The Moon Tunnel
There is one cast of characters that should be introduced to the reader before Philip Dryden and the rest: the long list of those who have helped in the writing of The Moon Tunnel. The possibility of missing someone out restricts the list to the main players. Beverley Cousins, my editor, and Faith Evans, my agent, have continued to be a class double act. Trevor Horwood, my copy-editor, was as eagle-eyed as any author could wish.
Special thanks go to David Palmer for introducing me to the nuances of the auction room and the work of Richard Dadd. Gloria and Jason Street gave valuable advice on Italian names. James Macleod and his family showed me round Harperley PoW Camp, County Durham, and I wish them well in their battle to preserve this historic monument. Inspiration also came from Leslie Oakey’s pamphlet ‘Ely Goes To War’. I must also thank Bill Amos, Reader in Evolutionary Genetics at Cambridge University’s Department of Zoology, for advice on the plausibility of using DNA analysis of bones to pin-point individuals. I am again grateful to the help provided by the Royal Hospital for Neuro-disability at Putney, London, and happy to point out that donations can be made via www.rhn.org.uk Jenny Burgoyne cast an expert eye over both the manuscript and the proofs. Lastly, I must thank my wife Midge Gillies. She has got me out of so many plot jams by clear-headed intervention that I am in danger of taking her for granted.
One of the problems of living, and writing, in a city the size of a small town in the middle of nowhere is that everyone seems convinced the stories of Philip Dryden are somehow based in fact. They are not. If anyone recognizes themselves in The Moon Tunnel they are being more creative than I. All the characters – especially those descended from the prisoners once held in Ely’s PoW camp – are entirely fictitious. And a note on geography: I hope all those who love the Fens recognize the landscape, but I have played freely with place names and topography in order to help the plot and enrich the language.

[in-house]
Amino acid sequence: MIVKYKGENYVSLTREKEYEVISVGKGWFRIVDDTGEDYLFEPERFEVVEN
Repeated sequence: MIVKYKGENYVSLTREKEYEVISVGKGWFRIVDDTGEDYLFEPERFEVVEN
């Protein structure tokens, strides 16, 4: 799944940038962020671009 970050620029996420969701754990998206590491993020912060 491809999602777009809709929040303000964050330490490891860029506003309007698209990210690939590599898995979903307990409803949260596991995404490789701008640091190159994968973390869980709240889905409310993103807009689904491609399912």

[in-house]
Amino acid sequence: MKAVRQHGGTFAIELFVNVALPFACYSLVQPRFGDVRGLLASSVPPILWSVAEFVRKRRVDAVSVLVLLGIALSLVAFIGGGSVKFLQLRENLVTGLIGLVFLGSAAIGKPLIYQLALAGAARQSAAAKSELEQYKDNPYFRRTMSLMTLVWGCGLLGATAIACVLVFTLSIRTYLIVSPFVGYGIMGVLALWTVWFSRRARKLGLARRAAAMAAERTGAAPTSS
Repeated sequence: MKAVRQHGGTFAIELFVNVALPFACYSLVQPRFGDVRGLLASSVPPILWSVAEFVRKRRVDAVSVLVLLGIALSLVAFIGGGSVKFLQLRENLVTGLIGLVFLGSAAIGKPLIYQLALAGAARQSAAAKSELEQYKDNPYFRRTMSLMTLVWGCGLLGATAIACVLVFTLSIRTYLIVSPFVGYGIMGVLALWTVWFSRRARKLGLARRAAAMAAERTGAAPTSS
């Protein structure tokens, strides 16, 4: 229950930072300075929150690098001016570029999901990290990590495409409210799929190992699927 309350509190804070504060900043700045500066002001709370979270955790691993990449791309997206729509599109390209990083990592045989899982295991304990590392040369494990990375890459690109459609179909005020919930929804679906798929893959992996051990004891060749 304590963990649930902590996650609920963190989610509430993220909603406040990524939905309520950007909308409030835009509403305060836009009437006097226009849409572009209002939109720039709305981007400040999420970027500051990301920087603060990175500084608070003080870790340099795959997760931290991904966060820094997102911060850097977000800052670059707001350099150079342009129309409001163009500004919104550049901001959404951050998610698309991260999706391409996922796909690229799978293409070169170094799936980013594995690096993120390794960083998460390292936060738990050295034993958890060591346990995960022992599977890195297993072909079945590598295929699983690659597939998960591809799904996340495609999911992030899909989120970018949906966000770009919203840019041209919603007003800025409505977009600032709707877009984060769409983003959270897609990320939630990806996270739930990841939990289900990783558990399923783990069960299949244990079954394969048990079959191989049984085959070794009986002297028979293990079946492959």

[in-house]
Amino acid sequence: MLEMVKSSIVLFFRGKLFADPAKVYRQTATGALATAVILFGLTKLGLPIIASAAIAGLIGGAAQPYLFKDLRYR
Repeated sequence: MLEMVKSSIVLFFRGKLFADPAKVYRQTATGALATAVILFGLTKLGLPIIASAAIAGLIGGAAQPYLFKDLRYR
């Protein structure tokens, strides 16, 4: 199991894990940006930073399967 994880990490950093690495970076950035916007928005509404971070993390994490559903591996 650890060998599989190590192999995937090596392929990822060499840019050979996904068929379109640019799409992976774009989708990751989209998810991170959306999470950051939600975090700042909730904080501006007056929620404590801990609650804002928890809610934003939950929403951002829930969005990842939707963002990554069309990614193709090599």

The man in the moon tunnel stops and listens to the night above, shivering despite the sweat which trickles into his ears, making the drums flutter like the beat of pigeons’ wings. He stops crawling forward, bringing relief to the agony in his elbows and knees, and places his torch ahead, resting his forehead on his hands, shielding his face from the damp clay floor. The ring on his finger glitters by his eye and he thinks of her, feels her skin and traces, in his imagination, the S-curve of her waist and thigh. He holds the image like a talisman, pushing back the panic which makes him choke, feeling the mass of the suffocating earth above his head. His heartbeat fills the narrow space and he tries to conjure up the image of the sky above.
At that moment, as he lies paralysed below, the shadow of the night cloud begins to drift across the moon. Over the Fens life freezes as the shadow falls on the land, bringing darkness to the soaking fields and the silent river. Rats float with the sluggish stream on the Forty Foot; and pike in the Old West, moonbathing, slip to the safety of the banks. Eels, thrashing through the long grass to forage on the rotting carcass of a sheep, turn instantly to stone. Finally, the newly shrouded moon is gone, and the world below lies still and waiting.
He must go on, or die here. So he feels for the wooden panels in the tunnel side and counts on: 185, 186, 187. He focuses only on the numbers, blocking out the reality of what he is doing, of where he is, and what is above. The camp sleeps inside its flesh-tearing wire. A village of shadows, more substantial than the men themselves had ever been, diminished by their exile. The dreams of prisoners still pushing that night at the double-locked wooden shutters.
‘Buried alive,’ he thinks, and the fear makes him cry out despite himself.
He counts again, trying to ignore the panic that constricts his throat: 230, 231, 232, 233. He stops and curls his body so that he can play the torchlight on the wood. There it is: emblazoned on the single pine board in faded stencil: RED CROSS.
He slips the jimmy from his belt and between the panel edges, easing the wood out from the earth behind.